Memory buffer 224 is followed by data merger 226 that merges the receive channel data into one or more data streams before advancing the data stream to wireless interface 120 for transmission to main unit 130. Data from data merger 226 may be sent across wireless interface 120 (or, alternately, across wired interface 122) at a rate that is appropriate for the transmission medium. The data from all receive channels may be multiplexed in some fashion prior to transmission over wireless interface 120 or wired interface 122. For example, time-division multiplexing (TDM) may be used. Other types of multiplexing are also possible such as, for example, frequency-division multiplexing (FDM), code-division multiplexing (CDM) or some combination of these or other multiplexing techniques.
In addition to image data transfer, control information may be transferred between probe 100 and main unit 130, preferably over the same communication link, such as wireless interface 120 and/or wired interface 122. Control commands may be sent from main unit 130 to probe 100 to instruct the mode of operation or various imaging parameters such as maximum imaging depth, sampling rate, element multiplexing configuration, etc. Also, control commands may be sent from probe 100 to main unit 130 to communicate probe-based user controls 104 (e.g., button pushes) and probe operational status (e.g., battery level from power supply management 230).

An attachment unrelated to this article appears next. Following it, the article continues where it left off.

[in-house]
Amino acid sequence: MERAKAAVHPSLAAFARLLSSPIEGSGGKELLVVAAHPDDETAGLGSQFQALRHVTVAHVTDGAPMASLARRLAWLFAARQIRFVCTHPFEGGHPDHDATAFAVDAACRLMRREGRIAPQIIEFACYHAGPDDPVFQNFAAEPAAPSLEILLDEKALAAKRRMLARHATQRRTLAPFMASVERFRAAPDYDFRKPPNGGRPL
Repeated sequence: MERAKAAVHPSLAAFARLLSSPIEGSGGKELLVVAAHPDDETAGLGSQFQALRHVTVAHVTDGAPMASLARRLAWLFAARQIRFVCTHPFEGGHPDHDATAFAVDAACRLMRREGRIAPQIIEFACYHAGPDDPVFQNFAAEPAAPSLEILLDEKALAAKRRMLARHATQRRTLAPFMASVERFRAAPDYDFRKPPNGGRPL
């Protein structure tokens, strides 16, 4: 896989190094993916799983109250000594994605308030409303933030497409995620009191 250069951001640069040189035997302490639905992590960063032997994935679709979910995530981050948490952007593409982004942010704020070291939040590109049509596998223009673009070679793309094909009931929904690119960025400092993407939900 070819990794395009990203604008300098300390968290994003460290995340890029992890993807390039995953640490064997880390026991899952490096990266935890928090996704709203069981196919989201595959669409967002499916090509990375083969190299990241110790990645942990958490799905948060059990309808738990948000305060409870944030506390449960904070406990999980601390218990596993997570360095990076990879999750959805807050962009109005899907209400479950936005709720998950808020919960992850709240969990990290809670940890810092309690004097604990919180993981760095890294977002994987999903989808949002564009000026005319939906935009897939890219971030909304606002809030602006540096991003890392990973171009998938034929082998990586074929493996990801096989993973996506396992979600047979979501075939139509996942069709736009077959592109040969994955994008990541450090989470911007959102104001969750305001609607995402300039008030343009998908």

In an embodiment, data/control arbiter 228 is responsible for merging control information and image data sent from probe 100 to main unit 130. The control information may be passed from control interface 232, where it is collected to data/control arbiter 228 for transmission to main unit 130. The control and image data may be distinguishable from each other when sent across wireless interface 120 or wired interface 122 to facilitate proper handling at main unit 130. In addition, data/control arbiter 228 may accept control commands from main unit 130 and respond by appropriate programming of probe 100 circuitry, memory-based tables, registers, etc.